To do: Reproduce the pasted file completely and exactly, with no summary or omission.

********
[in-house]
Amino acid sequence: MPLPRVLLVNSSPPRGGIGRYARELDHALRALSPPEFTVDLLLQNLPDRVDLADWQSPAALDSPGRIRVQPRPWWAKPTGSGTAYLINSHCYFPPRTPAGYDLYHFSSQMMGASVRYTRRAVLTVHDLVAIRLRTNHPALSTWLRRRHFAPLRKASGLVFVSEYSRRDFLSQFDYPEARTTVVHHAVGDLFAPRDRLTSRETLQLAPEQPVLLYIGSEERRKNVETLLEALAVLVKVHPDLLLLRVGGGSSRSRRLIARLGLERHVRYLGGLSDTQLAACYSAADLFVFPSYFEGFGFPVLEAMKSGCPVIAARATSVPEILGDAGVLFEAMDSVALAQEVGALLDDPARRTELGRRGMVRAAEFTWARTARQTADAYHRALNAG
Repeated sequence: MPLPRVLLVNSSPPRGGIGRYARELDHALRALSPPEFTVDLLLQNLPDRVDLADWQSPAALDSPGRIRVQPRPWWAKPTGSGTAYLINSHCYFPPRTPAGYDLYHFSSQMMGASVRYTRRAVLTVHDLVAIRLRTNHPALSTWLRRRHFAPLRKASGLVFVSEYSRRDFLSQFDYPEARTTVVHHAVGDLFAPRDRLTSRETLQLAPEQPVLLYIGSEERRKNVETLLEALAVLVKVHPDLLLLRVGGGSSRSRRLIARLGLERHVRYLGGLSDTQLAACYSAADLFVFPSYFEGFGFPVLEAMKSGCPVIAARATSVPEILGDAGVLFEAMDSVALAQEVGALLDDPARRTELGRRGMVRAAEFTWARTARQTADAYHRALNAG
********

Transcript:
[in-house]
Amino acid sequence: MPLPRVLLVNSSPPRGGIGRYARELDHALRALSPPEFTVDLLLQNLPDRVDLADWQSPAALDSPGRIRVQPRPWWAKPTGSGTAYLINSHCYFPPRTPAGYDLYHFSSQMMGASVRYTRRAVLTVHDLVAIRLRTNHPALSTWLRRRHFAPLRKASGLVFVSEYSRRDFLSQFDYPEARTTVVHHAVGDLFAPRDRLTSRETLQLAPEQPVLLYIGSEERRKNVETLLEALAVLVKVHPDLLLLRVGGGSSRSRRLIARLGLERHVRYLGGLSDTQLAACYSAADLFVFPSYFEGFGFPVLEAMKSGCPVIAARATSVPEILGDAGVLFEAMDSVALAQEVGALLDDPARRTELGRRGMVRAAEFTWARTARQTADAYHRALNAG
Repeated sequence: MPLPRVLLVNSSPPRGGIGRYARELDHALRALSPPEFTVDLLLQNLPDRVDLADWQSPAALDSPGRIRVQPRPWWAKPTGSGTAYLINSHCYFPPRTPAGYDLYHFSSQMMGASVRYTRRAVLTVHDLVAIRLRTNHPALSTWLRRRHFAPLRKASGLVFVSEYSRRDFLSQFDYPEARTTVVHHAVGDLFAPRDRLTSRETLQLAPEQPVLLYIGSEERRKNVETLLEALAVLVKVHPDLLLLRVGGGSSRSRRLIARLGLERHVRYLGGLSDTQLAACYSAADLFVFPSYFEGFGFPVLEAMKSGCPVIAARATSVPEILGDAGVLFEAMDSVALAQEVGALLDDPARRTELGRRGMVRAAEFTWARTARQTADAYHRALNAG